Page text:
We rolled back in to town at 6:45am. I went home, showered, changed my clothes, and drove to Syracuse NY. I drank a lot of coffee and overshared to a handful of store clerks and the sun was very very bright all day and I sang at fierce volumes to stave off those weird daydreams that feel very much like sleeping with my eyes open.

Mr. D, you were worth a sleepless night and it was a privilege to meet you. I'm glad you got to see your grandson race on Saturday before your tired body gave out. Rest in peace.

Monday, April 20, 2009

Psych Transport

Well I’ve had this damn sinus infection for three weeks now and I was downtown and thought I’d go to the hospital but I couldn’t hardly stand up and I was afraid I wouldn’t be able to get out of the car at the hospital so I drove home and came back up the ramp and I was just sitting here and all of a sudden I couldn’t hold my head up (dog barks) SHUT THE F**K UP! (dog stops) so right I should give him any more cigarettes? F**k him. He smokes his and mine too and I have to buy him more and he never pays me back, that rotten son of a bitch. I should quit smoking? F**k you! Okay so I guess I can go with you but I’m not getting on that damn stretcher that’s how they get you, you know, so we can walk down the ramp hold me up now, hey you are nice and warm I’ll hold on to you okay oops be careful I don’t know if I can make the steps I’ll just sit here on the bench no, okay, I had better lay on the stretcher because now I feel sick to my stomach -- do you have a bucket? Well you’d better get one because as soon as this thing starts moving I’ll be making a mess of this place.I’ll tell ya, it never gets any better, the patches was what they give me and the damn stuff makes me throw up the first thing the doctor did was try to take away my cigarettes but Jesus Christ, I’m bi-polar already, can you imagine what I’d be like if I couldn’t smoke? I only smoke a little, maybe three or four a day, and some pot, that’s it, then I stopped, they give me a prescription for the patches but how do you get the stuff? You’d think they’d give a person a disability check on time for Chrissakes. I was down to see Fred, and I told him, I can’t deal with your shit anymore, I had the nurse talk to him, I don’t know what she said but he was bawlin’ when she got done. It’s a hell of a thing living on social security, but my car runs on air, so at least I don’t have to worry about that.

Note: This call was dispatched as a 'near syncopal episode'. This post is, to the best of my memory, a transcript of the breathless, pauseless, unbroken monologue of our patient.

Wednesday, March 25, 2009

Overheard at ITLS

I took this excellent course last weekend, after a feverish three days of reading as much of the textbook as I could in 72 hours while still sleeping and giving a full time job due diligence. It was a great weekend, having practical time alongside Paramedics and RNs as well as EMTs from other stations was an excellent opportunity to sharpen skills, learn new things, and share what works with people from other departments. Even through I didn’t ‘get a weekend’ rest-wise, I came back Monday morning with my Patient Care batteries recharged. Hearing one of my former EMT instructors say how proud she was of her ‘graduated students’ reminded me what I like about doing this ‘free job’ I’ve got.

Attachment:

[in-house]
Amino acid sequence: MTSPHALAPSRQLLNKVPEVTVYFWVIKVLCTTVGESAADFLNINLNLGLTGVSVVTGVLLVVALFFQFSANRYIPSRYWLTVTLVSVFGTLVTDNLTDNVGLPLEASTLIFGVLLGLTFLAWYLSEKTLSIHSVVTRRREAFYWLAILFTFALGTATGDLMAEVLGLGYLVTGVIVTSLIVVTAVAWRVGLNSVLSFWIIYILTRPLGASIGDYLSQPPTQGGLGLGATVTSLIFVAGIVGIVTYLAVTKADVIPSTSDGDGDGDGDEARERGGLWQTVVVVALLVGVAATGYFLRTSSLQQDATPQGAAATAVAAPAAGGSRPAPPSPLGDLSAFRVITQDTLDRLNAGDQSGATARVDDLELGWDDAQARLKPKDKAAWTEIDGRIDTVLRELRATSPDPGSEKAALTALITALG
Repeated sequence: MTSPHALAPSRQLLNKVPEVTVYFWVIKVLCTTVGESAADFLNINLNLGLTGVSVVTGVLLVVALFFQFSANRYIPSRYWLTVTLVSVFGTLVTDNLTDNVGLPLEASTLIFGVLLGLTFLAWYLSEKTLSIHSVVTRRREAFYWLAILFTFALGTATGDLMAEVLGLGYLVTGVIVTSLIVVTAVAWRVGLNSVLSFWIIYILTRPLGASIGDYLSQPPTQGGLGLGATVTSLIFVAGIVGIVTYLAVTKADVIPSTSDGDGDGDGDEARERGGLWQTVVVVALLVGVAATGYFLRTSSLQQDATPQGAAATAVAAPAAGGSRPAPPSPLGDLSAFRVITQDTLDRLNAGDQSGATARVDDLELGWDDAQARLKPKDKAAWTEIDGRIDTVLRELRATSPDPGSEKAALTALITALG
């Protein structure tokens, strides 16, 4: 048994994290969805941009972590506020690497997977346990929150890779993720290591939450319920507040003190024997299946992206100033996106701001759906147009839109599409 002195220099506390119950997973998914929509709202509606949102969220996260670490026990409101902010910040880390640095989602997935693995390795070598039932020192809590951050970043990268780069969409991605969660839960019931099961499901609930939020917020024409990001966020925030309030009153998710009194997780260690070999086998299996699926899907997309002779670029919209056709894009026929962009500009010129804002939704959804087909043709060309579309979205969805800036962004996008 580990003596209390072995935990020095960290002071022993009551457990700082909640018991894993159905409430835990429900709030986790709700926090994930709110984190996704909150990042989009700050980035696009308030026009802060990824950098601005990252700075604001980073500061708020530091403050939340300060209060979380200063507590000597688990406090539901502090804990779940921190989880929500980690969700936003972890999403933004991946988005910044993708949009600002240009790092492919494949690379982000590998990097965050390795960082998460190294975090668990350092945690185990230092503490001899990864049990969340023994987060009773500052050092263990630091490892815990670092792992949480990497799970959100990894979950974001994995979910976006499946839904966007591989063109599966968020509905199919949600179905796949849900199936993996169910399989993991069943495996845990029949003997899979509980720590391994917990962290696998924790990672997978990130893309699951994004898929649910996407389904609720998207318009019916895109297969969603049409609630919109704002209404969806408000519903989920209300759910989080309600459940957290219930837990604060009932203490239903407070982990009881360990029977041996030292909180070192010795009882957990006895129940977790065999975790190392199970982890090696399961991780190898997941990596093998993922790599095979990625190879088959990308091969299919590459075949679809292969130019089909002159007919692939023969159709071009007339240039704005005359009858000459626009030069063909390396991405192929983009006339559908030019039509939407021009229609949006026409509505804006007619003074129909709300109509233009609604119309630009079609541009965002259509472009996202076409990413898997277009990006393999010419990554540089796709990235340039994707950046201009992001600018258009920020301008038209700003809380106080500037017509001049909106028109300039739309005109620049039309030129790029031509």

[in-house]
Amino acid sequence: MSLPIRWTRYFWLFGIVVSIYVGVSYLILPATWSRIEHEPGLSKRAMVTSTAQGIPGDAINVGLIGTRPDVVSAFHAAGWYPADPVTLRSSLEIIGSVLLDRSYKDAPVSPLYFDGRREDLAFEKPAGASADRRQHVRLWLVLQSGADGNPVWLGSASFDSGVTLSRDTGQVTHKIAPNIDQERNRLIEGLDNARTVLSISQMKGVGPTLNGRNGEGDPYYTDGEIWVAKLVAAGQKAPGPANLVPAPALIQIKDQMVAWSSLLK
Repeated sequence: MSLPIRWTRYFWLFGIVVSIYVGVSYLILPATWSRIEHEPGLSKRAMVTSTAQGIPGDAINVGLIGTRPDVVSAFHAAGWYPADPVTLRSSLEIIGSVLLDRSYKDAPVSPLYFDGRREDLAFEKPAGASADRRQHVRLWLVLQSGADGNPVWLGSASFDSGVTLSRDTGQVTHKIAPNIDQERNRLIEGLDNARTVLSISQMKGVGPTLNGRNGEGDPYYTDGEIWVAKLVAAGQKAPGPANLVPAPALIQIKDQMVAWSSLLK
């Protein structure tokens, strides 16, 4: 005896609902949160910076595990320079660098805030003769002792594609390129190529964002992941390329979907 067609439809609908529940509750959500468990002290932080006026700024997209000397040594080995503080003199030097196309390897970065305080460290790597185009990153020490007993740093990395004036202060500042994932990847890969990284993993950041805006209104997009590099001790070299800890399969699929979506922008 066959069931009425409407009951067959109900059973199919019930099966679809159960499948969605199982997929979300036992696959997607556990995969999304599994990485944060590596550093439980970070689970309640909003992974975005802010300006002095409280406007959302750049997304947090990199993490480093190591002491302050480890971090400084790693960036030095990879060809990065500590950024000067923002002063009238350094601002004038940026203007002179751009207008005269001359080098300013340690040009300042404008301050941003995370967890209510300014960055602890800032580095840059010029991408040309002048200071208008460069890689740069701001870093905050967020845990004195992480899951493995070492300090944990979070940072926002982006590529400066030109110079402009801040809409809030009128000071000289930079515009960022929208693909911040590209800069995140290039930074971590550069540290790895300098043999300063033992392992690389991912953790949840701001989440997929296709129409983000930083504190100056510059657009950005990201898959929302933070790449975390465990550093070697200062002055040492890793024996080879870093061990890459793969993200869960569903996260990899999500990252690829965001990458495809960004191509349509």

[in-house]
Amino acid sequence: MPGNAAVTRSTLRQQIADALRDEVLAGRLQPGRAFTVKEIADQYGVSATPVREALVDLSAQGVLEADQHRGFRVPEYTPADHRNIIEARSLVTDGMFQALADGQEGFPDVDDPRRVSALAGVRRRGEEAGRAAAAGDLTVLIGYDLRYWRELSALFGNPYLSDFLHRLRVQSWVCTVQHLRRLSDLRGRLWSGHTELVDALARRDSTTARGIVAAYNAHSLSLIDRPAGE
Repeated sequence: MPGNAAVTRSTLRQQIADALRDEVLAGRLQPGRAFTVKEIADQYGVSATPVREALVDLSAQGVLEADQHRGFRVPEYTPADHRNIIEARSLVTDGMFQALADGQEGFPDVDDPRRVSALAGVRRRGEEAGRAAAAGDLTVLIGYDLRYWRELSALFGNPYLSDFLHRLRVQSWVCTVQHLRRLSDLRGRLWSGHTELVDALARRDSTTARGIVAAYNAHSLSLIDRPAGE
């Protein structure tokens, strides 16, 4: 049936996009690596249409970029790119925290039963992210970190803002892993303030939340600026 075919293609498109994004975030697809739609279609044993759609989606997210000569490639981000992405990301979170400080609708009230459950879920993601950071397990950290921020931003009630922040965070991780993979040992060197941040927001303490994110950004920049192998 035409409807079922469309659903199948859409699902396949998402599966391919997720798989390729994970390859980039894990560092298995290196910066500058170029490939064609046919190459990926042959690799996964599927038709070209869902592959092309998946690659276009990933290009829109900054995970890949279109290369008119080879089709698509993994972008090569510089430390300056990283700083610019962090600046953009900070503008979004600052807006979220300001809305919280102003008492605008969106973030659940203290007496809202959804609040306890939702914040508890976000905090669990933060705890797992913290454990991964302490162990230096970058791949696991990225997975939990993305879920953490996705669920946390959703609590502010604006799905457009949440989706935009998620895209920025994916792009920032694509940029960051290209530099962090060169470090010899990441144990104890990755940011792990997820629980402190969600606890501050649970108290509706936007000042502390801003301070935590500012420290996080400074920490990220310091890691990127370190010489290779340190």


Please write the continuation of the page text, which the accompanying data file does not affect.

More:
As usual, there were occasions for a few laughs.

During a lecture on ‘Patients Under the Influence’ our instructor told us a lot of things about what is going on in schools that convince me that I made the right decision limiting my children to the four legged, fur bearing variety. Apparently the ‘new and improved kegstand’ involves inverting oneself while beer is inserted into the anus. It would seem the alcohol crosses into the bloodstream faster and one can get drunk more quickly on less beer. Good grief, people. I feel like I’m taking a walk on the wild side when I eat a sleeve of Sprees and drink a Pepsi. Many questions spring to mind, as well, including but not limited to:

What about the carbonation?
Is there a separate keg for people who want their beer the old fashioned way?
Is there a surefire way to differentiate same that doesn’t involve sniffing the tap?
If you can actually stand on your hands and let someone do that without falling over (or, even more compelling, do it YOURSELF) is there a better outlet for your talents that might be in some way financially lucrative? Oughtn’t you check this out?

We’re all shooting the breeze during lunch on day 3 of class, discussing other training opportunities. A student (who is frequently an instructor) was telling us about Wilderness EMS, and I said we should have that this summer. I volunteered to be the ‘S’Mores Officer’ for the weekend.

(I realize the last couple of anecdotes seem unrelated. Bear with me.)

Said student went on to say that when he took Wilderness EMS the ‘patient’ he had to ‘keep alive’ in his scenario was hypoglycemic and unconscious, and that they had considered ‘putting chocolate up his butt’ as a possible solution.

There was a moment of silence while this was considered. Then I said,
"I guess that would be like a ‘S’mores Stand’. Though I don’t recommend using the graham crackers." (general laughter)


Oh, and I passed. Not as high a grade as I’d like but I’m obsessive about such things. So if you wreck in the 'Boro on a Wednesday night, if you'd keep your injuries around a B+, I'd appreciate it.